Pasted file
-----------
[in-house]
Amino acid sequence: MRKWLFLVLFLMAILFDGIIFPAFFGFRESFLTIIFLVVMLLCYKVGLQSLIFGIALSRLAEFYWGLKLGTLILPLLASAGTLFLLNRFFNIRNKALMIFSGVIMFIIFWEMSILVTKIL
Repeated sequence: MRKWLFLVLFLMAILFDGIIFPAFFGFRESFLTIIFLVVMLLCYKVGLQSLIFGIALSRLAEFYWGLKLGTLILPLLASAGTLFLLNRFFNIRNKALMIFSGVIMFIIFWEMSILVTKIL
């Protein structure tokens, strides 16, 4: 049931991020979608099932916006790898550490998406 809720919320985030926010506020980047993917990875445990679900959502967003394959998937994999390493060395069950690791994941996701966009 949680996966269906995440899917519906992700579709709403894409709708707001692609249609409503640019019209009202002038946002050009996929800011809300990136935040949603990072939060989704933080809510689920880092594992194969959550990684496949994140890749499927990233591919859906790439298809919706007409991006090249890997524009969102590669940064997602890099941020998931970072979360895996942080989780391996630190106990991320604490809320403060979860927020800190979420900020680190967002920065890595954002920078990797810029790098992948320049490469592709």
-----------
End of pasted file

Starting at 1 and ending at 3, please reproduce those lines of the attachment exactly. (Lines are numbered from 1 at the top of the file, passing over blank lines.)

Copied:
[in-house]
Amino acid sequence: MRKWLFLVLFLMAILFDGIIFPAFFGFRESFLTIIFLVVMLLCYKVGLQSLIFGIALSRLAEFYWGLKLGTLILPLLASAGTLFLLNRFFNIRNKALMIFSGVIMFIIFWEMSILVTKIL
Repeated sequence: MRKWLFLVLFLMAILFDGIIFPAFFGFRESFLTIIFLVVMLLCYKVGLQSLIFGIALSRLAEFYWGLKLGTLILPLLASAGTLFLLNRFFNIRNKALMIFSGVIMFIIFWEMSILVTKIL